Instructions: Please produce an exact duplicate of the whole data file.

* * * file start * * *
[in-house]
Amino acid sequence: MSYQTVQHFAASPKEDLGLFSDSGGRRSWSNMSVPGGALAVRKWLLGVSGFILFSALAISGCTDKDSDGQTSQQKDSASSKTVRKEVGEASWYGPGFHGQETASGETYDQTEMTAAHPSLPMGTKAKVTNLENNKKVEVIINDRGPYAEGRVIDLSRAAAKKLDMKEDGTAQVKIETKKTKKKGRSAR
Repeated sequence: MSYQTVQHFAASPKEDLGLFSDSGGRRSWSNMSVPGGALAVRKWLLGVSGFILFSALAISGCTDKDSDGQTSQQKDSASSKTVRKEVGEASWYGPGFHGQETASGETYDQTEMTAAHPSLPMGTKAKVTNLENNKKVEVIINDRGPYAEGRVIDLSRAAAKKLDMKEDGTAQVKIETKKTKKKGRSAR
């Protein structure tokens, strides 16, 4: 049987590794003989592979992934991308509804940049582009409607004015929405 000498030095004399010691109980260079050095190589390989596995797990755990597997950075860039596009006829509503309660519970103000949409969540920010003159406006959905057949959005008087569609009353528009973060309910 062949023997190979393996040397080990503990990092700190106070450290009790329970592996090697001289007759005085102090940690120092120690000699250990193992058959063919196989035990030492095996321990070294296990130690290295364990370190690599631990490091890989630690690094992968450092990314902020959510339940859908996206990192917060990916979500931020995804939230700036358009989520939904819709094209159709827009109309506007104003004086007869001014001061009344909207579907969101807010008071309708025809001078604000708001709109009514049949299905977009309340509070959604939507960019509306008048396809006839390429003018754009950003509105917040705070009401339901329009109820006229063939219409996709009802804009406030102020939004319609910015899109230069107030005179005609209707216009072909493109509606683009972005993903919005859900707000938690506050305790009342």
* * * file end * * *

[in-house]
Amino acid sequence: MSYQTVQHFAASPKEDLGLFSDSGGRRSWSNMSVPGGALAVRKWLLGVSGFILFSALAISGCTDKDSDGQTSQQKDSASSKTVRKEVGEASWYGPGFHGQETASGETYDQTEMTAAHPSLPMGTKAKVTNLENNKKVEVIINDRGPYAEGRVIDLSRAAAKKLDMKEDGTAQVKIETKKTKKKGRSAR
Repeated sequence: MSYQTVQHFAASPKEDLGLFSDSGGRRSWSNMSVPGGALAVRKWLLGVSGFILFSALAISGCTDKDSDGQTSQQKDSASSKTVRKEVGEASWYGPGFHGQETASGETYDQTEMTAAHPSLPMGTKAKVTNLENNKKVEVIINDRGPYAEGRVIDLSRAAAKKLDMKEDGTAQVKIETKKTKKKGRSAR
């Protein structure tokens, strides 16, 4: 049987590794003989592979992934991308509804940049582009409607004015929405 000498030095004399010691109980260079050095190589390989596995797990755990597997950075860039596009006829509503309660519970103000949409969540920010003159406006959905057949959005008087569609009353528009973060309910 062949023997190979393996040397080990503990990092700190106070450290009790329970592996090697001289007759005085102090940690120092120690000699250990193992058959063919196989035990030492095996321990070294296990130690290295364990370190690599631990490091890989630690690094992968450092990314902020959510339940859908996206990192917060990916979500931020995804939230700036358009989520939904819709094209159709827009109309506007104003004086007869001014001061009344909207579907969101807010008071309708025809001078604000708001709109009514049949299905977009309340509070959604939507960019509306008048396809006839390429003018754009950003509105917040705070009401339901329009109820006229063939219409996709009802804009406030102020939004319609910015899109230069107030005179005609209707216009072909493109509606683009972005993903919005859900707000938690506050305790009342």